Highlights from the 2014 LA Auto Show

Open-air Porsche duo with all-wheel technology

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July 3, 2005

Open-air Porsche duo with all-wheel technology

Open-air Porsche duo with all-wheel technology

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July 4, 2005 Porsche has announced a new generation of open 911 versions with all-wheel drive. The 911 Carrera 4 and 911 Carrera 4S Cabriolets will be shown for the first time in October this year with the 280 km/h Carrera 4 Cabriolet powered by the 239 kW (325 bhp) 3.6-litre six-cylinder boxer engine and the 288 km/h 4S model powered by the 261 kW (355 bhp) 3.8-liter engine. As is already the case with the coupé version of the Carrera 4, power transmission in the Cabriolets is by all-wheel drive with a Visco multi-plate clutch, which consistently brings between five and 40 percent of the driving power to the road via the front wheels.

The Carrera 4 Cabriolet is powered by the familiar 3.6-liter six-cylinder boxer engine, which has an output of 239 kW (325 bhp). The open all-wheel-drive sports car accelerates from 0 to 100 km/h in 5.3 seconds and reaches a top speed of 280 km/h. The 4S model is powered by the equally well-proven 3.8-liter engine, which has an output of 261 kW (355 bhp). This model sprints to 100 km/h in 4.9 seconds and has a top speed of 288 km/h.

The body shell of the new open sports car models is 44 millimeters wider than on the rear-wheel-drive 911 Cabriolet, and due to its high degree of stiffness it combines the joy of open-top driving with the dynamics and driving stability of all-wheel drive. At the touch of a button, the fabric top opens and closes automatically in only 20 seconds at speeds of up to 50 km/h. At 42 kilograms, the convertible top weighs barely half as much as a comparable Vario folding roof, thus providing a lower center of gravity and a higher degree of lateral dynamics.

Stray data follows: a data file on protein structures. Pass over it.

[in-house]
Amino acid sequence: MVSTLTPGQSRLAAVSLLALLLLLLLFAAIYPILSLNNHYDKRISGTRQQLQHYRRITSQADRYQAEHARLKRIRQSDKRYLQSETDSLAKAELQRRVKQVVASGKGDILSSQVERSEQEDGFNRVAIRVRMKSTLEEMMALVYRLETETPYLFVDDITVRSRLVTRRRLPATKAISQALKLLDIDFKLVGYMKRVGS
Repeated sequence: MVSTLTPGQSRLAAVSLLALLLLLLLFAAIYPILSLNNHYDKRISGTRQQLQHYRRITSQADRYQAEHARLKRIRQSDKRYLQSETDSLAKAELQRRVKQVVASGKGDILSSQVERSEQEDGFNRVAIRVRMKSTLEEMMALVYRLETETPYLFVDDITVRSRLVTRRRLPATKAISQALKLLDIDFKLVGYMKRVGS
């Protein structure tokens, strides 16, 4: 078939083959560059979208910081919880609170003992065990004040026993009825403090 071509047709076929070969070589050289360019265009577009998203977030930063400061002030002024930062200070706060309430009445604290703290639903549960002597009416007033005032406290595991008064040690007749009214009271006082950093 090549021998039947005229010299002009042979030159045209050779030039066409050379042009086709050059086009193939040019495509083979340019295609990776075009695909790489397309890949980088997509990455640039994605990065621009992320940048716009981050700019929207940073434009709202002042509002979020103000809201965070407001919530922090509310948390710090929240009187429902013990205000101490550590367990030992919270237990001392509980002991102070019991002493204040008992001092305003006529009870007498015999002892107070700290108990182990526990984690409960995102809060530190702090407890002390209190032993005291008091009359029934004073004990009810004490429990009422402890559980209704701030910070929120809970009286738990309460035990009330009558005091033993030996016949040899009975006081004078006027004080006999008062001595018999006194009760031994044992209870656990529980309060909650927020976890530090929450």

The new Cabriolets’ anti-roll-over system consists of super high strength steel tubes in both A-pillars, and two automatically extending bars behind the rear seats. Two head airbags complement the passive safety system. These are located in the door panel in the form of flat cushions that inflate upwards in the event of a lateral collision. This means that they provide a unique form of protection for the head, even when the top is down. Two chest airbags in the armrests and two front airbags complete the passenger protection system.

To improve active safety, the standard Porsche Stability Management system (PSM) has two new functions. Pre-filling the brake mechanism ensures more spontaneous deceleration if required, and the hydraulic brake power support, which works like brake assistance, helps to build up full brake pressure in emergencies. The Porsche Ceramic Composite Brake (PCCB) is available as an option on both new versions of the Cabriolet.

The chassis design corresponds to that of the conventionally powered 911 models. The standard Porsche Active Suspension Management system (PASM) in the 4S model provides a comfortably sporty basic suspension setting when set at normal, but when the sport button is pushed it triggers performance characteristics that are definitely more tightly tuned. In both positions, however, the setting is permanently geared to the appropriate driving style and the nature of the road. The active suspension system is available as an option on the Carrera 4 Cabriolet.

The basic Euro-price is 79,900 Euros for the 911 Carrera 4 Cabriolet and 88,700 Euros for the Carrera 4S Cabriolet. In Germany, the prices of the Cabriolet models (including sales tax and national requirements) are 92,865 Euros for the Carrera 4 and 103,073 Euros for the Carrera 4S.

The market launch of the new 911 Carrera 4 and 911 Carrera 4S Cabriolets in Europe takes place on October 22, 2005.

About the Author
Mike Hanlon After Editing or Managing over 50 print publications primarily in the role of a Magazine Doctor, Mike embraced the internet full-time in 1995 and became a "start-up all-rounder" – quite a few start-ups later, he founded Gizmag in 2002. Now he can write again.   All articles by Mike Hanlon
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